International Ice Hockey Federation

Canada Finnishes off strong

Canada Finnishes off strong

Fitzpatrick excels as Canadians top Group B

Published 14.09.2016 00:06 GMT+11 | Author Lucas Aykroyd
Canada Finnishes off strong
GRAND FORKS, NORTH DAKOTA - APRIL 19: Canada's Pascal Laberge #9 celebrates at the bench after giving his team a 1-0 over Finland during preliminary round action at the 2016 IIHF Ice Hockey U18 World Championship. (Photo by Minas Panagiotakis/HHOF-IIHF Images)
Backstopped by Evan Fitzpatrick’s stellar netminding, Canada took a 2-0 first-period lead and beat Finland 3-1 on Tuesday to clinch top spot in Group B.

Pascal Laberge, David Quenneville, and Tyson Jost scored for Canada.

Of Fitzpatrick's play, Jost said: "Unbelievable. So many huge saves for us. He kept us in that game a few times. He’s played outstanding for us throughout the tournament and I’m sure he’ll keep it rolling."

Eetu Tuulola scored for Finland, which outshot Canada 27-24.

Unless Switzerland pulls a huge upset by defeating the defending champion U.S. in its last round-robin game, the Canadians will face the Swiss in the quarter-finals on Thursday.

Likewise, assuming Switzerland loses to the U.S., the Finns will take on Russia in the quarter-finals.

"Right now, we’re just focused on recovering from this game and getting ready for the quarters," said Fitzpatrick. "We don’t really care who it’s against. We’re just going to go out there and play our game."

This defensive duel was a showdown between the 2015 silver medalists in Finland and bronze medalists in Canada. However, so far this year, the Canadians look like the better team.

"Canada came pretty hard in the first 10 minutes and they scored two goals in the first period," said Finland's Eeli Tolvanen. "That was hard. But we played the last two periods pretty well. It was almost our game. We just didn’t capitalize on all those scoring chances."

Fitzpatrick was full value for the victory, even though he didn't have as much work as in his 38-save performance in the 3-1 win over the Czechs.

"To be honest, at the beginning of the game, I wasn’t feeling 100 percent," said Fitzpatrick, who plays for the QMJHL's Sherbrooke Phoenix. But I tried to battle through it. After that first glove save there, I really started feeling comfortable. Throughout the game, the puck just kept getting bigger and bigger, and it was easier to track."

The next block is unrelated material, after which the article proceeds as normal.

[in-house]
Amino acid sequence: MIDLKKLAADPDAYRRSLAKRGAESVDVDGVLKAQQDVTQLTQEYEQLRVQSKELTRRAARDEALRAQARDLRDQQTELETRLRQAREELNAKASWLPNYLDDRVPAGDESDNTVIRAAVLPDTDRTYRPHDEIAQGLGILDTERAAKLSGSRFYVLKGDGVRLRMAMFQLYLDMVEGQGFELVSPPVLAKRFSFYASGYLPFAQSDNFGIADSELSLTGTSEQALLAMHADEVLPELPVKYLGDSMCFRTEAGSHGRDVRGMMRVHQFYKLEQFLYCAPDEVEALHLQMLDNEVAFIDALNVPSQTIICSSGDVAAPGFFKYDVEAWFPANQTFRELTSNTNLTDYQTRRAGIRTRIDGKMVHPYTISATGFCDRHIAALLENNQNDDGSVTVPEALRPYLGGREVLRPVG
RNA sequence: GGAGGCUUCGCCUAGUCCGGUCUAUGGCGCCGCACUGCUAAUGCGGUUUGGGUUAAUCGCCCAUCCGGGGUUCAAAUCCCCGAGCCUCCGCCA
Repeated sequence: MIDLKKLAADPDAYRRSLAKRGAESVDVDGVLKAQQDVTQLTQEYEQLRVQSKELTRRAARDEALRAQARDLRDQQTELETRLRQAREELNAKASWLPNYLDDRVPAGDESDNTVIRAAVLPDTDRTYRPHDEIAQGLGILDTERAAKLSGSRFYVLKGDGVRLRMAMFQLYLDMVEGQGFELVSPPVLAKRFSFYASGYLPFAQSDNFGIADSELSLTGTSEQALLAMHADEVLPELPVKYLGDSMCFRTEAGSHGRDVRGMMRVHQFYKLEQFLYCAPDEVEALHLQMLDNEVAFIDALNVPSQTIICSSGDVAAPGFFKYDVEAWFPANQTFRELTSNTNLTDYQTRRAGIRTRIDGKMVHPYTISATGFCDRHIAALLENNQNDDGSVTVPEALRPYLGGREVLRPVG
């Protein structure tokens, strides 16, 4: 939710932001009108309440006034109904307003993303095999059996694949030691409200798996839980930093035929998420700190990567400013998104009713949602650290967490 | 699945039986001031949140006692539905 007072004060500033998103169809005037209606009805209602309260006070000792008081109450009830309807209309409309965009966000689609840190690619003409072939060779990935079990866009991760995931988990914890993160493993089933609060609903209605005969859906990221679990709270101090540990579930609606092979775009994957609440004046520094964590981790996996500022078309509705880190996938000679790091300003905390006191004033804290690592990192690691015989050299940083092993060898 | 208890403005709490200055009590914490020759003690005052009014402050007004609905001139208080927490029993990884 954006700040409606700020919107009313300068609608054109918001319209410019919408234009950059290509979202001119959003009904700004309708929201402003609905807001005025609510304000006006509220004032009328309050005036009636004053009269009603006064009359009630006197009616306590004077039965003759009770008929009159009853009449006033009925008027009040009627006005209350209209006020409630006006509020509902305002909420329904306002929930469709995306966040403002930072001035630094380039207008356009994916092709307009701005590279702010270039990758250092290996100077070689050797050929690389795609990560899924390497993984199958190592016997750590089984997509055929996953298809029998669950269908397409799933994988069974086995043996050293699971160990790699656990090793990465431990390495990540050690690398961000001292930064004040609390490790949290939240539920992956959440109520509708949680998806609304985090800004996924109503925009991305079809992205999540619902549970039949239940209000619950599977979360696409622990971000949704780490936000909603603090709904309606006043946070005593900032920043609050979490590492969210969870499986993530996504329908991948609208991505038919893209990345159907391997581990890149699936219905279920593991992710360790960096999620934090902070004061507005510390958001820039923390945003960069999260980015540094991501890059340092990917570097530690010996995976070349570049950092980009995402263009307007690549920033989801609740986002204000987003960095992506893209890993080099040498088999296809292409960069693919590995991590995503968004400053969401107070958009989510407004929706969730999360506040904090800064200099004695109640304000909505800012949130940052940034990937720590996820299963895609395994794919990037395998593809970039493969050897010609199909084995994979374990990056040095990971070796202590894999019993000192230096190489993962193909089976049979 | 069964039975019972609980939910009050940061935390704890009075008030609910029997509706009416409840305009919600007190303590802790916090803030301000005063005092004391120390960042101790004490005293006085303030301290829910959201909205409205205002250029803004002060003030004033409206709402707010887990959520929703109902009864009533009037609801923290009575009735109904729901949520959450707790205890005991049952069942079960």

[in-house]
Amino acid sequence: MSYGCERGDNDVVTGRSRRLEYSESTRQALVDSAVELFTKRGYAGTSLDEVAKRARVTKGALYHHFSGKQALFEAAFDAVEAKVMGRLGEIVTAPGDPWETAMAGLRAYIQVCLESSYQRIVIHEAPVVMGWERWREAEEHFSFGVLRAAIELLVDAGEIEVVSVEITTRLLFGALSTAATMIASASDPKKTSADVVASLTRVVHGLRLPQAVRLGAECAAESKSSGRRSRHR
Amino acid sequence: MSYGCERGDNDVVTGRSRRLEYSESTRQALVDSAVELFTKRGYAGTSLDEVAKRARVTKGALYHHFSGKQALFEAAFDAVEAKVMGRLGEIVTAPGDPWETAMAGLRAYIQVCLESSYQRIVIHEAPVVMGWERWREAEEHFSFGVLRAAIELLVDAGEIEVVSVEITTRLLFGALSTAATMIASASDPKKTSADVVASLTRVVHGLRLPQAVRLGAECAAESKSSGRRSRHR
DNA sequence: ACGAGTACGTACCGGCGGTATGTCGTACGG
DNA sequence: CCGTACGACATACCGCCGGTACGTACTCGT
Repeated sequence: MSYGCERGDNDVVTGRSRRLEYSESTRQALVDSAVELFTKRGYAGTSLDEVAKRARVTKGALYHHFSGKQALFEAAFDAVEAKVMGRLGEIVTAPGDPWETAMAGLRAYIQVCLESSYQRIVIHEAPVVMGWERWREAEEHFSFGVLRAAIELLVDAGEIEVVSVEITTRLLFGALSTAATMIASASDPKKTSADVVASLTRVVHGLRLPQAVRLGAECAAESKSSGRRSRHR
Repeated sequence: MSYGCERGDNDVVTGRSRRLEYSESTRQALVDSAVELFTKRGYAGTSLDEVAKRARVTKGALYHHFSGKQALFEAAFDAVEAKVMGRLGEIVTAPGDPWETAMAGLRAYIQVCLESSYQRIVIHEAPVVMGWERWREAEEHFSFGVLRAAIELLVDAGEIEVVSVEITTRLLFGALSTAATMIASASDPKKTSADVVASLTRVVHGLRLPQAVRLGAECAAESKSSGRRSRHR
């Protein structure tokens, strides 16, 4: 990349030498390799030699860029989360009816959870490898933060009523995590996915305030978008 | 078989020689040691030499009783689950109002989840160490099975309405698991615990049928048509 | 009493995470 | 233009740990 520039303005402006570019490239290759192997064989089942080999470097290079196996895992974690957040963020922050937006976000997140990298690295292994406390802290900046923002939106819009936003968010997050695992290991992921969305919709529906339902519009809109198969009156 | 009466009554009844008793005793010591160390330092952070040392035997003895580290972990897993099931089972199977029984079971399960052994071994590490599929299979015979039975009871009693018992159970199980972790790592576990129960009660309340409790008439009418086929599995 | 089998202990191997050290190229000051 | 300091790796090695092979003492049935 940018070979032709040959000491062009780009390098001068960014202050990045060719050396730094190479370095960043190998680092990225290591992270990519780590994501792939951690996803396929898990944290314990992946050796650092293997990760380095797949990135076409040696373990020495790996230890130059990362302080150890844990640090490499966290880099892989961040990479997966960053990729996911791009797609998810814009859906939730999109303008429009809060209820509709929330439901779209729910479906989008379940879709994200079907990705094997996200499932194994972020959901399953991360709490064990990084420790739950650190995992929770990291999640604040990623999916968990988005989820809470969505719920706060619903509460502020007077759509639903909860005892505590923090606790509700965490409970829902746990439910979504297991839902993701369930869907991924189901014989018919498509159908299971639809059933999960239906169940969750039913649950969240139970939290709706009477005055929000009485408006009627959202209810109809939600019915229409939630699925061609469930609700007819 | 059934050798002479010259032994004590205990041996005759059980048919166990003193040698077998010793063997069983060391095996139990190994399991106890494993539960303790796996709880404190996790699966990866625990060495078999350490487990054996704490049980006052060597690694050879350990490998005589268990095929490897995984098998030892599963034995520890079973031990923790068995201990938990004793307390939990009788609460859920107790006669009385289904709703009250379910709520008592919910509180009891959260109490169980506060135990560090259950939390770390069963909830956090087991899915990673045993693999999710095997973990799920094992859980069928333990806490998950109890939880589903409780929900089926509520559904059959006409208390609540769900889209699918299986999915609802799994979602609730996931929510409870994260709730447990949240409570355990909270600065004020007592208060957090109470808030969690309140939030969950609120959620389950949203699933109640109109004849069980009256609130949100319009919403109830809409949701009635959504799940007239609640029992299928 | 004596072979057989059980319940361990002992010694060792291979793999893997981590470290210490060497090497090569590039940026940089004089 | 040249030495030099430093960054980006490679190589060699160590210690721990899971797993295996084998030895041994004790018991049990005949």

It was the fourth straight Finnish loss to Canada at the IIHF World U18 Championship. The last Finnish win was 4-2 on April 14, 2012.

Finnish coach Jussi Ahokas juggled his lines to add Jesse Puljujarvi, the MVP of Finland’s 2016 World Junior gold medal run. Puljujarvi made his tournament debut on a new trio with Janne Kuokkanen and Otto Somppi.

Canada countered by trying to get its top defensive pairing of Dante Fabbro and Jakob Chychrun out against the Karpat Oulu star whenever possible.

"Obviously he’s such a skilled and elite player," said Jost of Puljujarvi. "We were keying on him a little bit and I thought we did a really good job of shutting him down. We kept him off the scoresheet, so that’s nice to see."

The Canadians dominated with early pressure, and got on the board first on the power play at 7:16. Laberge skated in unobstructed and whizzed one past Finnish starter Leevi Laakso on the glove side.

After a solid penalty kill that saw Finland pressing, the Canadians kept coming. At 12:30, Quenneville’s drive from the right point went five-hole with heavy traffic in front to make it 2-0.

In the final minute of the first, Tolvanen came within a hair’s-breadth of getting Finland on the board when he took a drop pass on the rush and zipped one off the inside of Fitzpatrick’s left post.

The Finns had the upper hand in the second period. But they had nothing to show for it, even with two power plays, thanks mostly to Fitzpatrick's heroics.

"Our team’s playing real well," said Fitzpatrick. "We keep getting better every day. Playing behind them, it makes my job a little bit easier, for sure."

Near the seven-minute mark, Markus Nurmi hit the left post again with a loud clang. Just seconds later, Fitzpatrick made a stellar glove save on Somppi’s one-timer from the right faceoff circle.

Then, off a faceoff in the Canadian zone, Tolvanen took it to the net and again Fitzpatrick came through with his mitt. The Canadian goalie also foiled Tuulola on a clear-cut breakaway with three minutes remaining in the frame.

"We had chances to score goals but we just missed them," said Puljujarvi.

Early in the third period, Laakso gave his team a chance to stay alive by staring down Boris Katchuok on his point-blake deke.

Fitzpatrick shone again during Finland's last power play of the game, coming across to foil Tolvanen again on Puljujarvi's sweet cross-ice set-up. But the blue-and-white team kept coming after the man advantage.

Tuulola provided the screen in front and tipped defenceman Robin Salo's slapper over the goalie's left shoulder to make it 2-1 with 5:16 left.

Finland called its time out with 54 seconds remaining and pulled Laakso for the extra attacker. Jost added an empty-netter after outhustling Finland's Miro Heiskanen to a loose puck.


Back to Overview